Growing Saskatoon Serviceberry (Amelanchier alnifolia)?

A saskatoon serviceberry bush, with berries.
The fragrant drooping white flowers in spring are followed by large bluish purple edible berries. The Saskatoon service berry is a medium to large upright shrub native to North America from Alaska across much of western Canada into the western and north-central US. They prefer full sun, but can tolerate light shade. The extensive root system results in clumps and allows it to being grown as a hedge.

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August 1, 2018

I planted a Saskatoon serviceberry bush last spring (2017), so it is in it's first full year this year. Last year it produced very small green berries that did not ripen. I put it down to being the first year. This year, it is a little over 5 feet high and has produced many berries, but as yet, they are still very small, hard, and green. Do I need more than one plant for cross pollination? More and/or different fertilizer? Or more frequent watering? Saskatoon Serviceberry Fruit Doesn't Ripen - green berries


If we do not have rain, I water thoroughly at least twice a week. As you can see in the photo, the plant also has brown spots on many of the leaves. We have had almost monsoon type rains on the east coast this year and I'm wondering if it has been getting too much water. Any advice is appreciated.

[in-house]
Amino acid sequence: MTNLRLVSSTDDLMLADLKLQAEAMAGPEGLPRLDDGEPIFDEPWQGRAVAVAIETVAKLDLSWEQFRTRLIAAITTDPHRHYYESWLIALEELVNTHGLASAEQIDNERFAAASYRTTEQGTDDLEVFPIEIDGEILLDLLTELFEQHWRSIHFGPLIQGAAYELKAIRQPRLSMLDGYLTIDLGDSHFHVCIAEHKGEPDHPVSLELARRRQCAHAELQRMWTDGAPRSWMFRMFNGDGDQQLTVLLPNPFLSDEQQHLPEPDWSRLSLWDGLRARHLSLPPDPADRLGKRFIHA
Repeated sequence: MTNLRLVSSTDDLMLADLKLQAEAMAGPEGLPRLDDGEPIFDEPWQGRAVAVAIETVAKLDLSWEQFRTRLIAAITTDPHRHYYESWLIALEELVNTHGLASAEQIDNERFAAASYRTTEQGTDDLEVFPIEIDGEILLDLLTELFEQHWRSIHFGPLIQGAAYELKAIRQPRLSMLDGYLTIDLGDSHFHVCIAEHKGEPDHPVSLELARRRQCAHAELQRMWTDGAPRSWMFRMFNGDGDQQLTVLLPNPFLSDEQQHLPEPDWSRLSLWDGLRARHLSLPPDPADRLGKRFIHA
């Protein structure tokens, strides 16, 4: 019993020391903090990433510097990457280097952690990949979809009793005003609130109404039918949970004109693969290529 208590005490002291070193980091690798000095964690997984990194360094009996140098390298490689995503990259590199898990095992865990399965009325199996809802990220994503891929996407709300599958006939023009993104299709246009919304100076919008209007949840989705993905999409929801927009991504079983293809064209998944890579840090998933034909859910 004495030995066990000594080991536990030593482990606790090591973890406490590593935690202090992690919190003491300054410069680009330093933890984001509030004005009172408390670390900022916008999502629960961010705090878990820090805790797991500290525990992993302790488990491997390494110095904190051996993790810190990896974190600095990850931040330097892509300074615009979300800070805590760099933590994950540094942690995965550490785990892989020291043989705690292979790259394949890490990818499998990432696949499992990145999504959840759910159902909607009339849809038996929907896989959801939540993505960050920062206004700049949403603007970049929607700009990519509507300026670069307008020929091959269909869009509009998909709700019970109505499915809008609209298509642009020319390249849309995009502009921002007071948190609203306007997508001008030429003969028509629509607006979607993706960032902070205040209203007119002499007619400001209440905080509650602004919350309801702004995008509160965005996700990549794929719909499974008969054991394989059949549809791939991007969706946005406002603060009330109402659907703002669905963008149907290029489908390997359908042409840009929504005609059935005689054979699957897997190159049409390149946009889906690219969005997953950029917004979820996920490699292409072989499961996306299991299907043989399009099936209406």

I live in New Bern, NC.


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August 3, 20180 found this helpful
Best Answer

Normally it takes 3 to 5 years for any tree to produce fruit that can be eaten. At the end of the growing season just before winter, you'll need to trim back the tree just a bit and cut off all the branches with fruit on them.


You can do this before fall or wait till early spring. If you have harsh winters it is best to wait until early spring.

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April 6, 2015

I planted my Saskatoon trees about 4-5 years ago on a lawn plot. To date they are only about 15" tall with no berries.

By Randy


April 7, 20150 found this helpful
Best Answer

My Saskatoons are 8 -10 feet tall 6 foot diameter bushes, not trees. Sounds like you need to fertilize and water them. Especially in fall and in early spring you have to water them, or they won't grow.
Once the shoots are 5 - 6 feet produce high and produce lots of berries, let some of them drop. They will produce new shoots and you will soon have bushes.


The new shoots carry fruit already the first year after berries dropped . I have never seen any, that didn't.

Maybe somebody sold you Blueberry instead. They are similar, but the berry has a dimple, whereas the Saskatoon has the remains of the blossom.

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